A Dozen Ways Charlie Munger Thinks like Philip Tetlock Suggests in his New Book Superforecasting



Philip Tetlock has written a fantastic new book entitled: Superforecasting: The Art and Science of Prediction that I strongly suggest you read. In the book Tetlock identifies a “rough composite portrait” of a what he calls a “superforecaster” and to me it looks like a picture of Charlie Munger. In my post this week I identify statements from Charlie Munger which I believe fit the Philip Tetlock profile.


  1. Munger: “It’s kind of fun to sit there and out think people who are way smarter than you are because you’ve trained yourself to be more objective and more multidisciplinary.” “I would argue that what Berkshire has done has mostly been using trivial knowledge…if you absorb the important basic knowledge…and you absorb all the big basic points across a broad range of disciplines, one day you’ll walk down the street and you’ll find that you’re one of the very most competent members of your generation, and that many people who were quicker mentally and worked harder are in your dust.” “Isn’t reality multidisciplinary, so that you have to use the tools of all the disciplines to solve the complex problems?”


Tetlock: “[Foxes (as distinguished from hedgehogs)] pick and choose their ideas from a variety of schools of thought.”


  1. Munger: “What I’m against is being very confident and feeling that you know, for sure, that your particular intervention will do more good than harm given that you’re dealing with highly complex systems wherein everything is interacting with everything else.” 


Tetlock: “Reality is infinitely complex.”


  1. Munger: “If you don’t get this elementary, but mildly unnatural, mathematics of elementary probability into your repertoire, then you go through a long life like a one‑legged man in an ass‑kicking contest.”


Tetlock: “[Be] probabilistic. Judge using many grades of maybe.”


  1. Munger: “You can progress only when you learn the method of learning.” “I think it’s dishonorable to stay stupider than you have to be.”


Tetlock: “[Be] intellectually curious”


  1. Munger: “Any year that passes in which you don’t destroy one of your best loved ideas is a wasted year.”  


Tetlock: “Beliefs are hypotheses to be tested, not treasures to be guarded.”


  1. Munger: “Bias [arises] from the non-mathematical nature of the human brain in its natural state as it deal with probabilities employing crude heuristics, and is often misled.” “what are the factors that really govern the interests involved here rationally considered (i.e. macro and micro level economic factors) and what are the subconscious influences where the brain at a subconscious level is automatically forming conclusions (i.e. influences from instincts, emotions, cravings, and so on)”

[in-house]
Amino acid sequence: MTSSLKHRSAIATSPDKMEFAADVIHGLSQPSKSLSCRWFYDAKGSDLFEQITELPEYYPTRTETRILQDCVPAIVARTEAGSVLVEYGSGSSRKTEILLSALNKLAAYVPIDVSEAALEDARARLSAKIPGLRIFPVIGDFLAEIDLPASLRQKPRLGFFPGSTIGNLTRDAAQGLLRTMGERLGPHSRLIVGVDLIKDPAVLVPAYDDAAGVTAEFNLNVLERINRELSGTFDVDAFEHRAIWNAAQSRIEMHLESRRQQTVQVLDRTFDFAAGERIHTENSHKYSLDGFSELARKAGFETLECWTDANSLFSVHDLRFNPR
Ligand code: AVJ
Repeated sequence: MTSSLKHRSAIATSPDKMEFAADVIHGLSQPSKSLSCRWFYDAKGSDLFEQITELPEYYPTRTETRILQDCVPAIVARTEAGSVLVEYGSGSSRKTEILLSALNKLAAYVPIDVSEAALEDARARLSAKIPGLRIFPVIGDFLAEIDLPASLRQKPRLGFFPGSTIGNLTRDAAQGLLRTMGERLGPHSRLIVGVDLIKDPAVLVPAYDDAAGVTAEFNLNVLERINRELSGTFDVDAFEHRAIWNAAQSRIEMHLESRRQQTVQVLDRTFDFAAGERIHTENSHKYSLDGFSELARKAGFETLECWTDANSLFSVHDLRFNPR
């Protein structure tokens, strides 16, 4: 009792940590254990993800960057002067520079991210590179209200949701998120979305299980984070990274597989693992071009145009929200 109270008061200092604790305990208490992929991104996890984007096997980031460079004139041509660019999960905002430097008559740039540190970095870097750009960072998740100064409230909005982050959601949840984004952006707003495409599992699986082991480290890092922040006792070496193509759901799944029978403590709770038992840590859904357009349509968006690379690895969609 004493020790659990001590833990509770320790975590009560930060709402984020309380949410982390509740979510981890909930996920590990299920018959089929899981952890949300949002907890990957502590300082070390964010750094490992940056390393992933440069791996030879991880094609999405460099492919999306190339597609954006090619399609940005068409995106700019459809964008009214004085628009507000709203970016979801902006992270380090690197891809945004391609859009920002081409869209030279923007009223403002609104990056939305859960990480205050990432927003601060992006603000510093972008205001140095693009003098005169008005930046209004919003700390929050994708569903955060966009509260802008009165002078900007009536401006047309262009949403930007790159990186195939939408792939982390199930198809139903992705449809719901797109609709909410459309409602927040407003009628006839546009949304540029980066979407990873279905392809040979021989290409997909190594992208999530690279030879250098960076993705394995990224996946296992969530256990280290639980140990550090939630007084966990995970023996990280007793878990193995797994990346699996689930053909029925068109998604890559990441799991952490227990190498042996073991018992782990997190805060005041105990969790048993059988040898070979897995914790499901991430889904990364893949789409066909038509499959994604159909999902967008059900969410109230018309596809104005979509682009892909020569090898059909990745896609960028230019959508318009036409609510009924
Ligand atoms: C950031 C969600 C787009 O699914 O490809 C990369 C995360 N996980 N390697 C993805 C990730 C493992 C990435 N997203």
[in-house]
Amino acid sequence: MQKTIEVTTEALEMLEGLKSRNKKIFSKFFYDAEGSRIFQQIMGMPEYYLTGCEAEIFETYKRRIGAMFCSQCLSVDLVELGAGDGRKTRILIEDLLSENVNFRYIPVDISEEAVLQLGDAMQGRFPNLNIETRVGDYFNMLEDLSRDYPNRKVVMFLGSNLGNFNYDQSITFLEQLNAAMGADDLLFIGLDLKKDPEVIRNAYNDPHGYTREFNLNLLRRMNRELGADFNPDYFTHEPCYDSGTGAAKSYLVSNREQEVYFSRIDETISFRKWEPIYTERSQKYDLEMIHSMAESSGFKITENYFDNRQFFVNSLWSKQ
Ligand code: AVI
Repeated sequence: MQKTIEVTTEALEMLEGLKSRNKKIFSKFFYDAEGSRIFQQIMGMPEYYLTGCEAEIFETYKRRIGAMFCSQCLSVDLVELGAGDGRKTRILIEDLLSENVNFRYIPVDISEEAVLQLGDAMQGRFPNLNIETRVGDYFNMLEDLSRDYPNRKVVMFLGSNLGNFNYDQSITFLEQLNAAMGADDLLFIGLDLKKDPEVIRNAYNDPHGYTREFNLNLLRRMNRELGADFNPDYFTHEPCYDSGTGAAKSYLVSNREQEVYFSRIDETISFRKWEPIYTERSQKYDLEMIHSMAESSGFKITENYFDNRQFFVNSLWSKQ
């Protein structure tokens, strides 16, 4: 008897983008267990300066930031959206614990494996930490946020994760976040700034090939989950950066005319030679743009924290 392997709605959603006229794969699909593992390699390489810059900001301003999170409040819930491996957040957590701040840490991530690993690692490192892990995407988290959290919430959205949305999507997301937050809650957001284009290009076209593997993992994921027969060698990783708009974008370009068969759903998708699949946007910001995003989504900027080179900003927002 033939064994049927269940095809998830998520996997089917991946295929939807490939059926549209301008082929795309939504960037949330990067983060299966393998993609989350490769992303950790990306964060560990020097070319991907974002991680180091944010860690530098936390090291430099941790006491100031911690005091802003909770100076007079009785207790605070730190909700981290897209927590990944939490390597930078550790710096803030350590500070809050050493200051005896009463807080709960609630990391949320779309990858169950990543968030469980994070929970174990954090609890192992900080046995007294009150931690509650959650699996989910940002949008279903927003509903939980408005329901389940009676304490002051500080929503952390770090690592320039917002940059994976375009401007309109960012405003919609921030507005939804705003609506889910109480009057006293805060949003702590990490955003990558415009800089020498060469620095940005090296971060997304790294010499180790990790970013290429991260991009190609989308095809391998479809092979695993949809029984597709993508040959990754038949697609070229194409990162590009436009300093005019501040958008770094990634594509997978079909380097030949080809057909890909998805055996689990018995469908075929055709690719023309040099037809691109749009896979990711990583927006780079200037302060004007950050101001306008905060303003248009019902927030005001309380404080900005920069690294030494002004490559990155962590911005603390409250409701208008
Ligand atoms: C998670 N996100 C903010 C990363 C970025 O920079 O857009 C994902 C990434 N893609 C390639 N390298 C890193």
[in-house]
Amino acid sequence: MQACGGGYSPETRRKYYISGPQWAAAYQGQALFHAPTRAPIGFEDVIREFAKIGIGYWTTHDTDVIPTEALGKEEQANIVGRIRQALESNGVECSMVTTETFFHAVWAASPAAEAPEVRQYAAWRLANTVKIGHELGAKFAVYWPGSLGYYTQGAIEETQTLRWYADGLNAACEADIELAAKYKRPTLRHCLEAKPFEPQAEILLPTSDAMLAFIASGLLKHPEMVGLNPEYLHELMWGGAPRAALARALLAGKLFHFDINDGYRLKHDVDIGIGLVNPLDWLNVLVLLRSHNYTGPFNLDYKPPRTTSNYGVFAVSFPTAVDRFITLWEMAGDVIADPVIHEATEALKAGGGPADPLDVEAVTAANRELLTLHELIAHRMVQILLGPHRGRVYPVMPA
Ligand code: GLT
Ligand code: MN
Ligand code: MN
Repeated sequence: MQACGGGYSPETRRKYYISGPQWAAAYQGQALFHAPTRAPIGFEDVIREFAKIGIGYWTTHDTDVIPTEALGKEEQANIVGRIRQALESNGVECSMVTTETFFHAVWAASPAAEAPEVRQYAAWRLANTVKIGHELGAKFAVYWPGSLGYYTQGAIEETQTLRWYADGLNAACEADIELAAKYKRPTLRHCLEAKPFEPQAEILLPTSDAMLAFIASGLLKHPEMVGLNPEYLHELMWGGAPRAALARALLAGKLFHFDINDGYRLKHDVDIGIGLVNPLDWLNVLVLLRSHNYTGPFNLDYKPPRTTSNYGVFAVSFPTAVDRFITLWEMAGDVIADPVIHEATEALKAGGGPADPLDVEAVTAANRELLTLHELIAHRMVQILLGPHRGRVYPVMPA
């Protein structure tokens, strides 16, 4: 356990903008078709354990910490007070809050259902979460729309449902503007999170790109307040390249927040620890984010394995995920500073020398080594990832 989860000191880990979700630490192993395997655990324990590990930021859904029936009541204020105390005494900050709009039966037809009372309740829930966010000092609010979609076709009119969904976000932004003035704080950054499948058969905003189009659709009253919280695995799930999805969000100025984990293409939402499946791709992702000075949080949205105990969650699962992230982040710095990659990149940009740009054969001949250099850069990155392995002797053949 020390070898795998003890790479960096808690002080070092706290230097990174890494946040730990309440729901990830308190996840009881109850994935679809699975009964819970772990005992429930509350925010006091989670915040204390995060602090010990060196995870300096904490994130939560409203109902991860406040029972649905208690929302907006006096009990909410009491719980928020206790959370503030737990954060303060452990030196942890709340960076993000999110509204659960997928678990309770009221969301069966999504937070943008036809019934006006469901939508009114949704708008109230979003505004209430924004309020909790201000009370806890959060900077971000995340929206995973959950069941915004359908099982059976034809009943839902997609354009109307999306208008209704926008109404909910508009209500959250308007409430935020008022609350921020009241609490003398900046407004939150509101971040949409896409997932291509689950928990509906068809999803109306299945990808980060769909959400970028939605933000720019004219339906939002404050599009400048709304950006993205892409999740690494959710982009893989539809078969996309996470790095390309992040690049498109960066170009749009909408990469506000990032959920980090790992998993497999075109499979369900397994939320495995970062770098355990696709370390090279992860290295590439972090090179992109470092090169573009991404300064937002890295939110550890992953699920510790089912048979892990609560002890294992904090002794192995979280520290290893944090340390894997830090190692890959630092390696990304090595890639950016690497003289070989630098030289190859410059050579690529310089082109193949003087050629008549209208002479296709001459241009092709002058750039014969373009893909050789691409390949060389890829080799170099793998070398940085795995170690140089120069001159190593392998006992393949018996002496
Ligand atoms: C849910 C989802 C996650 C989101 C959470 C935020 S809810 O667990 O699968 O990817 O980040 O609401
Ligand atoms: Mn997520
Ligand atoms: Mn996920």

Tetlock: “Check thinking for cognitive and emotional biases.”


  1.  Munger: “You can learn to make fewer mistakes than other people- and how to fix your mistakes faster when you do make them.”


Tetlock: “[Be] reflective- introspective and self-critical.”


  1. Munger: “Not drifting into extreme ideology is a very, very important thing in life.”


Tetlock: “[Don’t be] wedded to any idea or agenda.”


  1. Munger: “Your brain doesn’t naturally know how to think the way Zeckhauser knows how to play bridge. That’s a trained response.” 


Tetlock: “Believe it’s possible to get better.”


  1. Munger: “You must force yourself to consider arguments on the other side.”


Tetlock: “Consider other views…. “


  1. Munger: “You must know the big ideas in the big disciplines and use them routinely—all of them, not just a few. Most people are trained in one model . . . and try to solve all problems in one way . . . This is a dumb way of handling problems.”


Tetlock: “Value diverse views.”


  1. Munger: “The only way to win is to work, work, work, work, and hope to have a few insights.”


Tetlock: “[Be] determined to keep at it no matter how long it takes.”




Superforecasting: The Art and Science of Prediction  http://www.amazon.com/gp/product/0804136696/ref=as_li_qf_sp_asin_il_tl?ie=UTF8&camp=1789&creative=9325&creativeASIN=0804136696&linkCode=as2&tag=valueinves08c-20&linkId=MNXIFQUUJMSLDKDK

4 thoughts on “A Dozen Ways Charlie Munger Thinks like Philip Tetlock Suggests in his New Book Superforecasting

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